[XeTeX] Finding out if a font supports a particular Unicode character and using it

Chris Jones cjns1989 at gmail.com
Tue Feb 2 04:10:09 CET 2010

On Mon, Feb 01, 2010 at 08:11:25AM EST, Peter Baker wrote:
> Chris Jones wrote:

>> I maintain a debian squeeze system on another partition so I can find
>> out what I'm in for when "testing" becomes "stable". Let me check the
>> version of fontforge on that system and run a test to see if it make a
>> difference.

Sorry for the delay and not getting back to you earlier.

> Here are a couple of other tests:
> Open unifont.ttf in the FontForge GUI and see what happens. Does it  
> freeze the machine?


I ran a quick test this morning and fontforge aborted with a message to
the effect that it was unable to allocate memory.

I tried to recreate tonight so I could paste the exact message, and
although I had two instances of a heavy weight browser open, each with
about half a dozen tabs, and was streaming a TV news channel on another
VT at the same time, fontforge was able to open the font file. It took
about ten minutes and the machine was not useable for any form of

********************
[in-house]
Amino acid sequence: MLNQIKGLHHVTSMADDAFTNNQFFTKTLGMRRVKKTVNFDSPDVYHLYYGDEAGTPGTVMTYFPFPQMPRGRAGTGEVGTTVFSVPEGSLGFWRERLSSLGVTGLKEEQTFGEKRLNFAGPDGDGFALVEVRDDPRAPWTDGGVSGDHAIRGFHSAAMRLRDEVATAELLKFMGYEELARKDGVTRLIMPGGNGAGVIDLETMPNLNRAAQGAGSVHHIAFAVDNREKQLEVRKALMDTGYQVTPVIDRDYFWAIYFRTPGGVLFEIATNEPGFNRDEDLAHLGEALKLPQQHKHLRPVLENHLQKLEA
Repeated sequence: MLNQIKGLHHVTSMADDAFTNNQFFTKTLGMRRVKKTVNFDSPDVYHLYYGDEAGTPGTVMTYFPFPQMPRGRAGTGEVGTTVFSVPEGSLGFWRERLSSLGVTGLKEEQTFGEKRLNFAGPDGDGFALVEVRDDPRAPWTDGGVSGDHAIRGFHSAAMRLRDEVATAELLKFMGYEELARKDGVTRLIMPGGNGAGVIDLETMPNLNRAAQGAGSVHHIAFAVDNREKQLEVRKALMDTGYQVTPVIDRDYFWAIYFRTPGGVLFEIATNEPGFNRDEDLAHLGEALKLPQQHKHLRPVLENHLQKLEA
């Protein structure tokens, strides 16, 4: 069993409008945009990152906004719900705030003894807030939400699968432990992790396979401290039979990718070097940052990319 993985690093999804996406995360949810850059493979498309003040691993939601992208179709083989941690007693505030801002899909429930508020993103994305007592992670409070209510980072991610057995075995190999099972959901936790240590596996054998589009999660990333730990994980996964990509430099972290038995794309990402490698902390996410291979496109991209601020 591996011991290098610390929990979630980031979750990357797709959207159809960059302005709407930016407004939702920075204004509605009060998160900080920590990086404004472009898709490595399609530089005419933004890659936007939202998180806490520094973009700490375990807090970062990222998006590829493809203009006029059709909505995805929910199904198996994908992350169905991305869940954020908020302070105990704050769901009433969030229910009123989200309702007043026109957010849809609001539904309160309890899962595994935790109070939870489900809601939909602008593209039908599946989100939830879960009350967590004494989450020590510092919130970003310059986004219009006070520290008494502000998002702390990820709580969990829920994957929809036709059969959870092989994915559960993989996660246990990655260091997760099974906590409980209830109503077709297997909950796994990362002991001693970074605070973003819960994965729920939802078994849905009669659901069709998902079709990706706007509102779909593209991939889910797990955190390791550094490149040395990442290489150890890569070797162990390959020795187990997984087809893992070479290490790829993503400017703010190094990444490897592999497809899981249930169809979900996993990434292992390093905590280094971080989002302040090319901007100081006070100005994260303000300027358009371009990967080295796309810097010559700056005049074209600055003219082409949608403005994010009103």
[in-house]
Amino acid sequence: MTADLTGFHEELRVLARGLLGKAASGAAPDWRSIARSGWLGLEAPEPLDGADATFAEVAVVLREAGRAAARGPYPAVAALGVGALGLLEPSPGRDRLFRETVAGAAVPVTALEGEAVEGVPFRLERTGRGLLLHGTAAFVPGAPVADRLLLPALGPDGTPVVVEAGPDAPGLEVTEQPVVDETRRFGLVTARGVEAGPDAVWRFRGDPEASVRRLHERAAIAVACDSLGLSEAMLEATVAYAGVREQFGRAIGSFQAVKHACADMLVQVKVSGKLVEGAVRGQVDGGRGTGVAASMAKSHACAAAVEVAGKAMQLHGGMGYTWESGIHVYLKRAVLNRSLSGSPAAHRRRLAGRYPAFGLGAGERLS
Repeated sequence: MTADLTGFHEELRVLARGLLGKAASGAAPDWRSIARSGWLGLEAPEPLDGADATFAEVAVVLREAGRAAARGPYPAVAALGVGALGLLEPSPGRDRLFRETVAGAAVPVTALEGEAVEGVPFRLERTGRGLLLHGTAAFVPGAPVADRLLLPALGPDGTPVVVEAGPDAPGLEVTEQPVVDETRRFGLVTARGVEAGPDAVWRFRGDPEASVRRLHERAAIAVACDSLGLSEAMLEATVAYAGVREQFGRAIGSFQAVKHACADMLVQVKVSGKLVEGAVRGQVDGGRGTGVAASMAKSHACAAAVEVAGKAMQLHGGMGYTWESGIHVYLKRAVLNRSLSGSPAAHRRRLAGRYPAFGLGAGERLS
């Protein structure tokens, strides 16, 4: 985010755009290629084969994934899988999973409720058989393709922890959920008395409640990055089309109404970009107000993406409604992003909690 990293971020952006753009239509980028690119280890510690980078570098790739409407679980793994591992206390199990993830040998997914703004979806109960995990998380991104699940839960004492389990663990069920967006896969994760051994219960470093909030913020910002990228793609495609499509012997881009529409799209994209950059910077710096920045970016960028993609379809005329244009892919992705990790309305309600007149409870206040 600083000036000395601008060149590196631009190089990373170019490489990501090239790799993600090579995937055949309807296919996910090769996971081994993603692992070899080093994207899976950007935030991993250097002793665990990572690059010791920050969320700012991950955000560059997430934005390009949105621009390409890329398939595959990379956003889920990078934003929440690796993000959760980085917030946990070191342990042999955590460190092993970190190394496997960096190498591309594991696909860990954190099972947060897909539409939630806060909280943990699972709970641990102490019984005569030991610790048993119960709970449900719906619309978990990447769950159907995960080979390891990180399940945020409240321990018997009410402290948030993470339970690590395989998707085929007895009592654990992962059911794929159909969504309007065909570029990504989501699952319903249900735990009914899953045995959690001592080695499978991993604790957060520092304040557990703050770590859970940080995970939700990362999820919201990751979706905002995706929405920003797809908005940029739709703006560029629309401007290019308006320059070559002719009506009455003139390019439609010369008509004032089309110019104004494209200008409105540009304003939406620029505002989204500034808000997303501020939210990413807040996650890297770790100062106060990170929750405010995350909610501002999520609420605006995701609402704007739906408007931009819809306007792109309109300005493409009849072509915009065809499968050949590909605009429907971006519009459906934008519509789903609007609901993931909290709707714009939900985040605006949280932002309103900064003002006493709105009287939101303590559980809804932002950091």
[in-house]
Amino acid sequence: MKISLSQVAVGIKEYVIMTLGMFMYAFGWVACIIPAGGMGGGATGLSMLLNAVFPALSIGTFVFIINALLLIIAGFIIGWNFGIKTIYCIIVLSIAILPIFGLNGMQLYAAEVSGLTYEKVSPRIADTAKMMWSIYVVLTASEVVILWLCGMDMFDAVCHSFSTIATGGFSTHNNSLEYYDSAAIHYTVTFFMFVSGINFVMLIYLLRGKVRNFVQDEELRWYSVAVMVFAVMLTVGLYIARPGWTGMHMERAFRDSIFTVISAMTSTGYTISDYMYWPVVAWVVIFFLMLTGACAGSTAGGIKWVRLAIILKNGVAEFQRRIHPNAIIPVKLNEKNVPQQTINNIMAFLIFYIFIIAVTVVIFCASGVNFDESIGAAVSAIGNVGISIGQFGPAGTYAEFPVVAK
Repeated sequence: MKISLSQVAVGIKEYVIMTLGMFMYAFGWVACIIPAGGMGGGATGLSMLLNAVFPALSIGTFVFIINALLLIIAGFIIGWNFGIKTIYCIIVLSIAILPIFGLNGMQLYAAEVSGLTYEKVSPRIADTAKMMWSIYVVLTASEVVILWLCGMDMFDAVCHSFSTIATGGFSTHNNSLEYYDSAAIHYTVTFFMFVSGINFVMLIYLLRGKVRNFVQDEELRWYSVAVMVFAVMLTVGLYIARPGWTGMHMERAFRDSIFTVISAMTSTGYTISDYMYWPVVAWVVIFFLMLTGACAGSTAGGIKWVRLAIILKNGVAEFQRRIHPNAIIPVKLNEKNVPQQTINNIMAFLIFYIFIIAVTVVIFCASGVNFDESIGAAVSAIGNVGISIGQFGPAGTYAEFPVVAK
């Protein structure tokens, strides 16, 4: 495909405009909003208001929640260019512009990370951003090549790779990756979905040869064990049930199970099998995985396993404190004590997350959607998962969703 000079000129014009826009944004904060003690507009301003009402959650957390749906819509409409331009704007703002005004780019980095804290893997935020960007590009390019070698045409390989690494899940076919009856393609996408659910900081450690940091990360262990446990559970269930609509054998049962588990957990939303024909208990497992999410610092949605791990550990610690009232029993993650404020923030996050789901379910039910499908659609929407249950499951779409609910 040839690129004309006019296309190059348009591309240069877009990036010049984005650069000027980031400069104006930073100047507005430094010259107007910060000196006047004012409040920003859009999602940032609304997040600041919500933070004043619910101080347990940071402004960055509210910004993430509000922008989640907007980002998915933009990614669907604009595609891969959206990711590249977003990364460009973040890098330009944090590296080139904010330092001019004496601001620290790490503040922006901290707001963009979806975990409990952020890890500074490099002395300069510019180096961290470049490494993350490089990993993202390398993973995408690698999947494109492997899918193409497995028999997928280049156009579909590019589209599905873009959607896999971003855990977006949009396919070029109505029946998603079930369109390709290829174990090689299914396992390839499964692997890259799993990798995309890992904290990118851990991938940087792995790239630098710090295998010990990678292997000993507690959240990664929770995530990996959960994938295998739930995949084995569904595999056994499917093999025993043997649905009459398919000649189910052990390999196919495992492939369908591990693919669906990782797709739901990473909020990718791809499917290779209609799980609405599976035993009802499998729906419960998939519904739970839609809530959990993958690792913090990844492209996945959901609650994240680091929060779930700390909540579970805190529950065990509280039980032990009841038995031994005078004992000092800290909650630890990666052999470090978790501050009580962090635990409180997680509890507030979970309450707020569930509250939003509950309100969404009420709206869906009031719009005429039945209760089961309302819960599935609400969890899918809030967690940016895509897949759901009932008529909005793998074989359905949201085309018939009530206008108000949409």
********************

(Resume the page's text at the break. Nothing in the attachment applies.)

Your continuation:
interactive use. It ended up gobbling up about one gig of memory, pretty
much the same as the fontswith script.

So it looks like this a problem with my rather old version of fontforge
or the python bindings, and that I need to test on debian squeeze or
ubuntu 9.10 which probably ship a more current version.

I should be able to reboot some time tomorrow and will keep you posted.

> Try this minimal Python script (make sure not to lose the spacing):
> import fontforge
> import sys
> try:
>    f = fontforge.open(sys.argv[1])
> except Exception:
>    sys.stderr.write("Couldn't open " + sys.argv[1] + "\n")
> else:
>    try:
>        gly = f['A']
>    except TypeError:
>        sys.stdout.write("This font doesn't contain the letter A\n")
>    else:
>        sys.stdout.write("This font contains the letter A\n")
>    f.close()

I will run that as well tomorrow.

>> Also, I checked my ~/.fontswith/ directory and found a
>> fontswith.index file in there and quickly browsing it confirmed that
>> your script had successfully indexed GNU/unifont at some point. 

>> I ran a quick test that quickly revealed the following:
>> | $ fontswith ~/.fontswith/fontswith.index U+5D0
>> | These fonts contain the glyph U+05D0:
>> | unifont: ./unifont.ttf
>> So it looks like the indexing did work at some point.

> That was probably from an earlier version: the current version uses
> bzip2 to compress the index. If you use bzip2 to make
> ~/.fontswith/fontswith.index.bz2, then fontswith will see it and use
> it  automatically. Or use the -n or --no-bz2 option to automatically
> use the  uncompressed index. If you type fontswith -h you'll get some
> additional  usage info.

Yes, I notices the -h option. Very useful. 

Never used with python input, but you might be able use the help2man
utility to generate a man page at minimal cost. 



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